1. They really shouldn't be saying that in a teaching book, as it's false. Sealed systems should not leak. You might get a bit of loss from expansion/contraction of schrader valves, you will get loss from hoses during service if low loss fittings aren't being used. The 1oz over 10yrs if it's not being serviced is pretty accurate, but if you're losing a pound or more on a consistent basis, you have an actual issue somewhere.

  2. Get some coil cleaner, clean both your indoor coil unit and you condenser unit. you can buy the coil cleaner at lowes. They have an alkaline solution and detergent, I prefer the detergent.

  3. AC will lower temperature by about 20 degrees. An old AC will not be as efficient— but this is a question of cost not temperature. I had very good luck using a spray in foam insulation. Not cheap but it lowered the temperature in the attic by a large amount. Not compatible with the attic fan so had to plug that and disconnect.

  4. I mean it highly depends on your house, but for reference I have a 1940's pier and beam house with a fairly new properly sized ac. Insulation in attic is r30, and have a radiant barrier on the south and south east facing roof sides. I still would say the acl would run constant all day long if I tried to keep it at anything less than 74 degrees when its the hottest out. It'll jog down when night time comes, but it'll also last longer if I make it extra cold at night to help "coast" the ac the following afternoon.

  5. Maybe your AC is too small for your house or isn't cooling enough. I would get a laser temperature gun and check the temps coming out of your vents and your intake and see the difference. It should be around 20 degrees.

  6. I think everyone that can install one of them should have at least one standing by (or even sitting in the garage) for when things go south. A 12000btu one can be plugged into a 120 outlet, shoved in a window in a moment’s notice and keep a fairly large area cool or at least tolerable if your central AC goes out. They will also give you sometime to work out what you need to do without melting in your home. They can also be used with an appropriately sized generator incase a hurricane comes through and knocks your electricity out. If you’re not using it, just keep it boxed up in the garage till its needed. Or just use it to take some of the load off the central AC. Downside is they ain’t all that pretty.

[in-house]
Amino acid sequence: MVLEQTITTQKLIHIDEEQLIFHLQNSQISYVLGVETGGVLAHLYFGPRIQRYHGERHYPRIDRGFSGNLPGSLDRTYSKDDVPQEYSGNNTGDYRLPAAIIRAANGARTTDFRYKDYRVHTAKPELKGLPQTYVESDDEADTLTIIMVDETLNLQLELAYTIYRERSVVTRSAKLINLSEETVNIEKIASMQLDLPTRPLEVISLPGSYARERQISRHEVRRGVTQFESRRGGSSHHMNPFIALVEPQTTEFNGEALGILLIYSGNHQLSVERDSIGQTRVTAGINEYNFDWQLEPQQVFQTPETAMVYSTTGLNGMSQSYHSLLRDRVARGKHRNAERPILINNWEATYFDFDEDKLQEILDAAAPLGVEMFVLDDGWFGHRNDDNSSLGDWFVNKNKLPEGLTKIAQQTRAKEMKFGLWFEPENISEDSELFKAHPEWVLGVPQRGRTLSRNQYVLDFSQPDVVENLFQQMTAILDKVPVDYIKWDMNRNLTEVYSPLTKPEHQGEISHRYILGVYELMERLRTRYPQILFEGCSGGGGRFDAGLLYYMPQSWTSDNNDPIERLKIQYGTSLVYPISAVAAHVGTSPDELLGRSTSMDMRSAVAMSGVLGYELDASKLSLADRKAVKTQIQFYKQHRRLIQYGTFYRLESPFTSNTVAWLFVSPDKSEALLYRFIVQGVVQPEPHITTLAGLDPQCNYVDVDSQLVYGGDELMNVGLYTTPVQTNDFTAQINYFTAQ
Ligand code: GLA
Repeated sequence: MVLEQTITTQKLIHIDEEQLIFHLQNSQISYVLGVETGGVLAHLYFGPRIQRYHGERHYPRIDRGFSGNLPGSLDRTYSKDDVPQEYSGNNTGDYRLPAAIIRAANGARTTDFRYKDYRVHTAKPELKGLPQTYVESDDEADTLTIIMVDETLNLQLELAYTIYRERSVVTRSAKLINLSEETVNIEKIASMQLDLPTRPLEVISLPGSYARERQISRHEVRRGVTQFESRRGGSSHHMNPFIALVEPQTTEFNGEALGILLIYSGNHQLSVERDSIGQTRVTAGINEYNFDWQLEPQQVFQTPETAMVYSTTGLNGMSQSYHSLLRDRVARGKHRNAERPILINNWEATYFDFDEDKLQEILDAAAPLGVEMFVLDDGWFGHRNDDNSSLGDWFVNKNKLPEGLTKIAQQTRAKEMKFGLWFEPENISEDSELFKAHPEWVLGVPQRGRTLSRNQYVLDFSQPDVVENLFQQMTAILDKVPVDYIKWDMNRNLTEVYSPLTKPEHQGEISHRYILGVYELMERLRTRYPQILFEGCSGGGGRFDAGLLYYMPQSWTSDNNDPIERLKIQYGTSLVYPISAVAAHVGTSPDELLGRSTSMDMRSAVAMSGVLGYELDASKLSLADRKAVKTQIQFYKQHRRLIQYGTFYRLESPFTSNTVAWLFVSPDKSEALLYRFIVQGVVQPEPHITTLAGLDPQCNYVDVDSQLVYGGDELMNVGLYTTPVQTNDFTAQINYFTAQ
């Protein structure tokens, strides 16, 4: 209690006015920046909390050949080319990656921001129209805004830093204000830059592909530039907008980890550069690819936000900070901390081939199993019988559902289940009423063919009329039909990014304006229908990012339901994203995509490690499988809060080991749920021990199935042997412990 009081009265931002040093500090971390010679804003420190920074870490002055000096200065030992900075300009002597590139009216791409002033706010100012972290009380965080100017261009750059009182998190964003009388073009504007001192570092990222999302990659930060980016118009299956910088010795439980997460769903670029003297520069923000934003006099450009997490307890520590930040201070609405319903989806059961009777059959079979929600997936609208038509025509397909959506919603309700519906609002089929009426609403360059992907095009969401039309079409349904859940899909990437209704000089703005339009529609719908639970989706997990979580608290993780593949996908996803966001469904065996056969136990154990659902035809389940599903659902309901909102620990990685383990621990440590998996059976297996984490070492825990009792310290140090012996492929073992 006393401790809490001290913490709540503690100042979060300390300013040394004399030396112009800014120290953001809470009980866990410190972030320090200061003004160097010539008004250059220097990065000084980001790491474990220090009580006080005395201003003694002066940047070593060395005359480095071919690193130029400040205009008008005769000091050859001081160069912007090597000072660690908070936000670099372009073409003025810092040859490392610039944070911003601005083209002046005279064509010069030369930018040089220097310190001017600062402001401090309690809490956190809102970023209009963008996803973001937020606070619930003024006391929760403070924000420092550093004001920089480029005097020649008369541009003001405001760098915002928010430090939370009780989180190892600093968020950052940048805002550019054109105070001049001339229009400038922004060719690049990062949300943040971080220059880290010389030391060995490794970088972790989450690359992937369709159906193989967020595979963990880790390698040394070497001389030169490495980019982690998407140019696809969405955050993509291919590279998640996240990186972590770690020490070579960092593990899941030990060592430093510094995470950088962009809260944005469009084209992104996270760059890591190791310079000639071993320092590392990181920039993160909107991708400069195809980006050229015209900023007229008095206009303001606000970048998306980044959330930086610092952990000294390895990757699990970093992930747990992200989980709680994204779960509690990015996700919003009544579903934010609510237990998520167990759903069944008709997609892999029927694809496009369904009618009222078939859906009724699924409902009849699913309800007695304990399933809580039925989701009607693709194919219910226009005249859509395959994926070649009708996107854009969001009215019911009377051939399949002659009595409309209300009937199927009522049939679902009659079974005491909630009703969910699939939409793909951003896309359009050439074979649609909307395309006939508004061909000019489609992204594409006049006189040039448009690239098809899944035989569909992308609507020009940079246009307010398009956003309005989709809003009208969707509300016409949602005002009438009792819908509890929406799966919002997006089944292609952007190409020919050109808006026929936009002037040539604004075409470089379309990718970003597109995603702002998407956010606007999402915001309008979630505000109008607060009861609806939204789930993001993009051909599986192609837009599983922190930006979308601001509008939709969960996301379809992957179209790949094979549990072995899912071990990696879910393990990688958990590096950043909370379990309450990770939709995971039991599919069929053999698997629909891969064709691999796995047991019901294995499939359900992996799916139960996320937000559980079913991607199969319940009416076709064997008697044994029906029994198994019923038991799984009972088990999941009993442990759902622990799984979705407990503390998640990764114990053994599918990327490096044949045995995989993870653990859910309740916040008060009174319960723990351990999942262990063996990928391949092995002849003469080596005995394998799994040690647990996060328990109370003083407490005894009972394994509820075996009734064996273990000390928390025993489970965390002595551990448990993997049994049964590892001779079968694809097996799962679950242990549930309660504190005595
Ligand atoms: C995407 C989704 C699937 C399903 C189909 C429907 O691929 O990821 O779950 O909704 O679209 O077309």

7. Radiant barrier is always good if your roof gets a lot of sun. Get your AC checked out, get a bid for a newer system, it might be undersized or ducts might be leaking. Do you have to do blown in insulation? I actually prefer the batting. Oh and you need ridge vents and soffit vents to let the heat out of your attic. You don't want to seal off your attic, you want the heat to be able to escape naturally.

  8. I have an old house with no insulation and single pain windows. Even with an oversized central AC unit the hottest days are a challenge. I bought a portable AC unit that I sleep in front of. That definitely makes a difference. I also have an energy plan where I don't pay for electricity usage at night.

  9. Replace the windows which costs a lot but worth it. Or get a window AC to help lower the load. Also during the day raise it up to like 78 degrees and chill it down at night.

  10. Need more info about the house. Foundation type slab pier and beam. Age of the home. Window type? For example, I Had a 1978 house a few years ago. I removed some of the drywall and the insulation was all crumpled in the bottom. The windows were single pane. Replaced the windows with a new double pane made a huge difference. It was like 3k for that but 2 of the windows were 1200 each because they were arched windows.

  11. Before we moved to our current house, we lived in a two-story 2100 sq ft 4/2 in SW Houston, built in 1965.

  12. I live in an old house in Timbergrove. We installed a 2 stage 3 ton ac unit (2000 sqft house), a variable speed furnace, and blew in cellulose insulation in the attic. This cut our monthly energy usage by more than 50%.

  13. In my opinion, unless you have some super huge suburban mcmansion, you should invest in switching to mini-split HVACs. 600-1000 per unit. You likely need a small 1-ton per bedroom and maybe a larger one for the living/kitchen. Total cost is just a few thousand. Installation is child's play compared to traditional central ACs. SEER ratings are insane at 16-20+. You can heat/cool just the rooms you are in, instead of the whole house all of the time.

  14. One thing our AC guy recommended was turning your ceiling vents towards the window(s) in each room. Many of us weren’t and after that change, we’ve noticed a big improvement.

  15. Get a home energy audit done. They are usually free from your energy supplier and they can inform you of various rebates, discounts, or refunds available for upgrades.

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